Massive happy hellos to Caroline Lea and her stunning debut novel, When The Sky Fell Apart which has just been released by Text Publishing.
Jersey, June 1940: it starts with the burning man on the beach just after the bombs land, obliterating the last shred of hope that Hitler will avert his attention from the Channel Islands. Within weeks, 12,000 German troops land on the Jersey beaches, heralding a new era of occupation.
For 10-year-old Claudine, it means a re-education under German rule, and as she befriends one of the soldiers, she inadvertently opens the gateway to a more sinister influence in her home with devastating consequences.
For Maurice, a local fisherman, it means protecting his wife at all costs. He has heard the whispers from France of what the occupiers do to invalids like Marthe and he is determined to keep them away from her – even if it means endangering his own life.
Edith, the island’s unofficial homeopath, is a Jerriais through to her bones. She sees her duty as caring for those who need her in their darkest time, but even she can’t save everyone, no matter how hard she tries.
And as for English doctor Tim Carter – on the arrival of the brutal Commandant, he becomes the subject of a terrifying regime that causes the Jersey locals to brand him a traitor, unaware of the torment he suffers in an effort to save them.
It’s over to Caroline where she is chatting about her writing process and the magic of editing. I’ve also reviewed the book too.
I’ve always written, but it took having children to compel me to finish my first novel. Perhaps it was the escapism writing offered, or the fact that motherhood has shown me both that I am a huge control freak, and that parenting is hard (why didn’t someone warn me that my kids would have opinions, or that they might prefer fistfuls of sugar to steamed broccoli?). The result was WHEN THE SKY FELL APART, which was written in six months during my children’s nap-times. Children provided me with a useful time constraint—I always respond well to a deadline—and writing provided me with characters I could control, so that it mattered less when my children drew on their faces with sharpie marker pens.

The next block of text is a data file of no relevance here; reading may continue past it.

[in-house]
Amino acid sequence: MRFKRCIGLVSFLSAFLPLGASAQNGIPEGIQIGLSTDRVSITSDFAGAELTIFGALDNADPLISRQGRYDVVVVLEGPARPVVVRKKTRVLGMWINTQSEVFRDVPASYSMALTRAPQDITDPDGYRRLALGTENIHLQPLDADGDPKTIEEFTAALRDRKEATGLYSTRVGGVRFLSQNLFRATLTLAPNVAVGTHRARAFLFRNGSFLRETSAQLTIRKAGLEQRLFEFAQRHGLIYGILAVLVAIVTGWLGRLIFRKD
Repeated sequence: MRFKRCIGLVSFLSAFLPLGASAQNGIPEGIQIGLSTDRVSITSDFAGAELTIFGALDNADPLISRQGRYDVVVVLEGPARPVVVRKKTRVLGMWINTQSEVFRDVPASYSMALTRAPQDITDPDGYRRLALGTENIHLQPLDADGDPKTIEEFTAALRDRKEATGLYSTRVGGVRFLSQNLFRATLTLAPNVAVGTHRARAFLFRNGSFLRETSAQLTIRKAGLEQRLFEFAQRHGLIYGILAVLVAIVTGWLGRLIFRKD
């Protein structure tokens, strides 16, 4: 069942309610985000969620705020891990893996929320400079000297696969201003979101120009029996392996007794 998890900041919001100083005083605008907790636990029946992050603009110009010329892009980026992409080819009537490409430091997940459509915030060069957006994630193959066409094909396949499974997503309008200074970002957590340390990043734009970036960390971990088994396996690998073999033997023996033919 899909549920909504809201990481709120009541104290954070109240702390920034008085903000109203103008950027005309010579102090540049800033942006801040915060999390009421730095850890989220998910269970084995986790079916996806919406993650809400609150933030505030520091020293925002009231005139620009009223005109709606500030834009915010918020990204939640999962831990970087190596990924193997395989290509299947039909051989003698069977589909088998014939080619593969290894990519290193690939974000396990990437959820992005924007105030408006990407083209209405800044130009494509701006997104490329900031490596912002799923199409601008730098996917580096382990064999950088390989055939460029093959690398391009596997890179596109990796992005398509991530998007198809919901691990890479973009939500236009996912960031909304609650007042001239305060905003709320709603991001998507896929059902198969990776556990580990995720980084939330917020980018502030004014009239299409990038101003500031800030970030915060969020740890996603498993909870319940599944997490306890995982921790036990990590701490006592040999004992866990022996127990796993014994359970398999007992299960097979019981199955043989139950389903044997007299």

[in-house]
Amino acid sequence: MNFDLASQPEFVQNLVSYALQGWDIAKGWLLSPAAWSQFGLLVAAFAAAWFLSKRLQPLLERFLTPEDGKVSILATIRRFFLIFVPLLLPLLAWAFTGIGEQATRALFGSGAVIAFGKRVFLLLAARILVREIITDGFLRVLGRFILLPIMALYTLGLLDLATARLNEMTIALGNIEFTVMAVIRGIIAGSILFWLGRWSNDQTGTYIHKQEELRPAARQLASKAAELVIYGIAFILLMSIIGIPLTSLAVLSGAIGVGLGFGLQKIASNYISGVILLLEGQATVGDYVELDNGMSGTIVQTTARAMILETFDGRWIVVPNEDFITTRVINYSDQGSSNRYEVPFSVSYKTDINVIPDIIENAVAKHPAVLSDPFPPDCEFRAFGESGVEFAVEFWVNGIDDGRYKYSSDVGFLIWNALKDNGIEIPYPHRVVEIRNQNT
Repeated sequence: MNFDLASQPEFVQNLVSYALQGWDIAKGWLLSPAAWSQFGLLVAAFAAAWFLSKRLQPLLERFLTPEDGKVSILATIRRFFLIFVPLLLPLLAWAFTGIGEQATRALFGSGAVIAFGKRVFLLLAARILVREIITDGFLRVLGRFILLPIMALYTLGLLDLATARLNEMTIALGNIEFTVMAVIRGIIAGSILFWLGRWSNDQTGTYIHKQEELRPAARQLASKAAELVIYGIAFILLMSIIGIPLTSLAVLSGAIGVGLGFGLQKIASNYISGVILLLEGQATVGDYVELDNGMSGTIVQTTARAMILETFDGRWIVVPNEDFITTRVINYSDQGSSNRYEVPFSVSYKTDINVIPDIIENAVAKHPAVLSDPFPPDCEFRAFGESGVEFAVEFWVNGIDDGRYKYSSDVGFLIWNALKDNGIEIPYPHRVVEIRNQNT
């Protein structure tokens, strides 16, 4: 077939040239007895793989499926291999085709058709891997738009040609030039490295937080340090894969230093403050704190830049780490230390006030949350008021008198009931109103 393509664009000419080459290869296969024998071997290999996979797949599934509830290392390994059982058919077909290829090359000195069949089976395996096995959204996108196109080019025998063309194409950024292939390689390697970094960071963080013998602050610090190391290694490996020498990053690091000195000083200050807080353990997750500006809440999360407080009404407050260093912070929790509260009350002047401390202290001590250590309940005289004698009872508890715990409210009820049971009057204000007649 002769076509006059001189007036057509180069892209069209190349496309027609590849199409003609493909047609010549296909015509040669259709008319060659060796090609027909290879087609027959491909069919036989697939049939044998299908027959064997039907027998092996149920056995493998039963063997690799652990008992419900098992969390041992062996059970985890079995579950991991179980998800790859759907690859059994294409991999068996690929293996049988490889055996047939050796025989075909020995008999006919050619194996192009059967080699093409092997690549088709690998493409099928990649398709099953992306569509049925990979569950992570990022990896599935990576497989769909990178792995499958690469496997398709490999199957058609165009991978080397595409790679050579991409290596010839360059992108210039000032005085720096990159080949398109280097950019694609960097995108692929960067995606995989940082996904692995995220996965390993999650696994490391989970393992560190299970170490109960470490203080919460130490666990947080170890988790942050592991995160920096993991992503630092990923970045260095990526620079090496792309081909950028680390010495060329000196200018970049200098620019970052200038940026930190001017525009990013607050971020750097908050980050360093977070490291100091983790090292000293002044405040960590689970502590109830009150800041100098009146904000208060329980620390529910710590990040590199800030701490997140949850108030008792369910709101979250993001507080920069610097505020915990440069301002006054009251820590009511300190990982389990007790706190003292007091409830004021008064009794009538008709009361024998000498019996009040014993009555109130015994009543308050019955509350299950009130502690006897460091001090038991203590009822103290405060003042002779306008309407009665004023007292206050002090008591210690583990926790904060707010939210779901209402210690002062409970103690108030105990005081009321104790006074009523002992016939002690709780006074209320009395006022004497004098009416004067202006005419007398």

There were many surprises along the road to publication, not least of which was the amount of criticism writers must be willing to accept. The key is to acknowledge it, struggle back up, dust yourself off and continue to write, ignoring the monkey on your shoulder, babbling that you’re a failure. Writers are masters of self-sabotage. It’s easy to sit in front of a blank screen, paralysed by the idea that, whatever you write, it won’t be good enough. At the other end of the spectrum is the eviscerating experience of writing something ‘good’, only to feel utterly shattered by critical feedback from an agent or editor. All this emotional battery can leave hopeful writers feeling like the end product might not justify the years of tears and crushed egos, but I think that the problem is often that we expect to be ‘good’ too soon: we don’t allow ourselves to write badly.
Bear with me. I’m not suggesting that you send out your first draft of poorly shaped plot, with under-developed characters (I tried this with the first draft of my second novel: the response from my wonderful and longsuffering agent was polite but brutal). But I am saying that good work often starts with ‘bad’ writing, and with forgiving yourself for writing badly, and then being ready to endlessly reshape, rework, edit and redraft. This is where the magic happens. Imagine that you’re a sculptor. The first, roughly hewn block of wood will look be underwhelming. You’ll spend hundreds of hours sawing, chiseling, sanding and varnishing it before you have anything worthy of display. On the other hand, there may be things that remain in your novel through all twenty redrafts: WHEN THE SKY FELL APART starts with a burning man on a beach, and the first sentence, which was the impetus for the whole novel, has never changed: When he was on fire, the man smelt bitter.by